towards an experimental maintenance practice

Maintenance is usually seen as a collection of mechanistic techniques to preserve landscape in a fixed state. Originally from Middle French, to maintain means literally “to hold in hand,” an expression which can be interpreted two ways: to hold a mute object in place (like a stone in our palm), or alternatively, as an alliance between actors (like two friends walking hand in hand). In essence, maintenance is to enable a condition to continue in being, and therefore operates as an assertion, a constant negotiation with the ephemeral to recreate a condition at the expense of other forces.  LNDSCPR investigates how maintenance mediates and generates landscape and how maintenance operations might be utilized and represented as design instruments in landscape practice. Just as the creation of a garden is not immediate, only coming into full existence through gardening, this research proposes that landscape is equally constructed through maintenance, from the individual actions which aggregate into a vernacular, to the large-scale infrastructural services which we rely on for society to function.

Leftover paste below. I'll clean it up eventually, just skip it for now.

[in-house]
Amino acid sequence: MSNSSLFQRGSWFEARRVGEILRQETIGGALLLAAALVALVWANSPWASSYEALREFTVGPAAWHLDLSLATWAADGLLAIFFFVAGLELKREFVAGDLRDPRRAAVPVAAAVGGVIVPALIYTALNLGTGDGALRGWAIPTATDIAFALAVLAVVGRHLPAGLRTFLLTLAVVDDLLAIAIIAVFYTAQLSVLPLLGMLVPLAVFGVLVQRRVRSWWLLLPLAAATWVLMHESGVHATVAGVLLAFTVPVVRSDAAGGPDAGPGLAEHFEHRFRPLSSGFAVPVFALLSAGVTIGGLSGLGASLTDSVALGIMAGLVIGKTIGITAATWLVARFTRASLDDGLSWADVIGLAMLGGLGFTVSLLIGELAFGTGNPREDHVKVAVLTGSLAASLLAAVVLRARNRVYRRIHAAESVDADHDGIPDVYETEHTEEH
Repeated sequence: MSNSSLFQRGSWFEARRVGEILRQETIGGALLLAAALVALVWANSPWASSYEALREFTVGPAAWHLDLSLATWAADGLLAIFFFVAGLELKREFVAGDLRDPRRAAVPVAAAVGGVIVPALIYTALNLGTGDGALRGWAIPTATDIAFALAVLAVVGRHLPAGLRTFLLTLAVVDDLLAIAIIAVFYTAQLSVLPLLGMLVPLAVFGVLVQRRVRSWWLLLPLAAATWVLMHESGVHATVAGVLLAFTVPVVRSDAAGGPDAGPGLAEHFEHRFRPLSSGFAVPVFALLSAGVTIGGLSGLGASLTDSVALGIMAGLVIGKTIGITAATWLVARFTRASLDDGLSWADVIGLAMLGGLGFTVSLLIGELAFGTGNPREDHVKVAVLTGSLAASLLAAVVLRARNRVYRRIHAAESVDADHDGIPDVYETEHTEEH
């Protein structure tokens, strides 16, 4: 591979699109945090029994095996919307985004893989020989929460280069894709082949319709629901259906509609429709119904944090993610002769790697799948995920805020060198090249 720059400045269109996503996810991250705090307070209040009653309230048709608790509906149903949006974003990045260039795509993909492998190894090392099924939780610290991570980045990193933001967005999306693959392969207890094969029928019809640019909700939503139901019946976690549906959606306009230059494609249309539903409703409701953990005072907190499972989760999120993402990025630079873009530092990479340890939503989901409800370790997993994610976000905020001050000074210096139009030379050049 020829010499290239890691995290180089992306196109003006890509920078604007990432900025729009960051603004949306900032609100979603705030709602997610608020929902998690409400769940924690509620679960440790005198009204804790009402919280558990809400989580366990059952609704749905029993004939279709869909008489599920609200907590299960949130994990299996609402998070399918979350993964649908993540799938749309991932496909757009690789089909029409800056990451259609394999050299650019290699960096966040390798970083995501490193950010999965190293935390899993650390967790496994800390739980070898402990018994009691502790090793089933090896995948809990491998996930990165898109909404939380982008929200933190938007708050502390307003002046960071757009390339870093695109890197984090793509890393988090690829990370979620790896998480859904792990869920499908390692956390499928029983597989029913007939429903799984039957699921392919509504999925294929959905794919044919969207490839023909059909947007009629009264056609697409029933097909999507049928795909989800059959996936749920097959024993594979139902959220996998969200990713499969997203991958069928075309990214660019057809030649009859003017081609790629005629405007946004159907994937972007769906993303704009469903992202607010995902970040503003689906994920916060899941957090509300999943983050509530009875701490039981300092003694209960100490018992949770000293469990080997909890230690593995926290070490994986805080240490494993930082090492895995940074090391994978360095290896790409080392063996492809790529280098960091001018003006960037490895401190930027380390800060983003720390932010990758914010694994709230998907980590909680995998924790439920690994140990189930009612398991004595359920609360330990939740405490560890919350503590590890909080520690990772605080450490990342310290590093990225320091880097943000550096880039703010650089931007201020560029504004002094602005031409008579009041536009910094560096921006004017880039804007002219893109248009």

Initially focusing solely on mowing, 1:1 physical experimentation is used to explore a design process where existing conditions generate design intent, the specific materials of site become the maintenance palette, the formal logic and economy of tools mediates the design, and intervention is adaptive, incremental and attentive to schedule. Drawings and photos showcase experiments in Morven Farm and Charlottesville, Virginia which attempt to model how mowing could be used as a design instrument to guide visual and physical access through a site, increase ecological diversity, and give an aesthetic signature to vague terrain. The first charts a rotational mowing strategy to spatially, ecologically and materially diversify “Middle Field” while simultaneously reducing overall maintenance. The second uses the logic of conventional mowing paths to pattern plant succession in vacant lots, balancing the tension between care and neglect, cleanliness and biodiversity.


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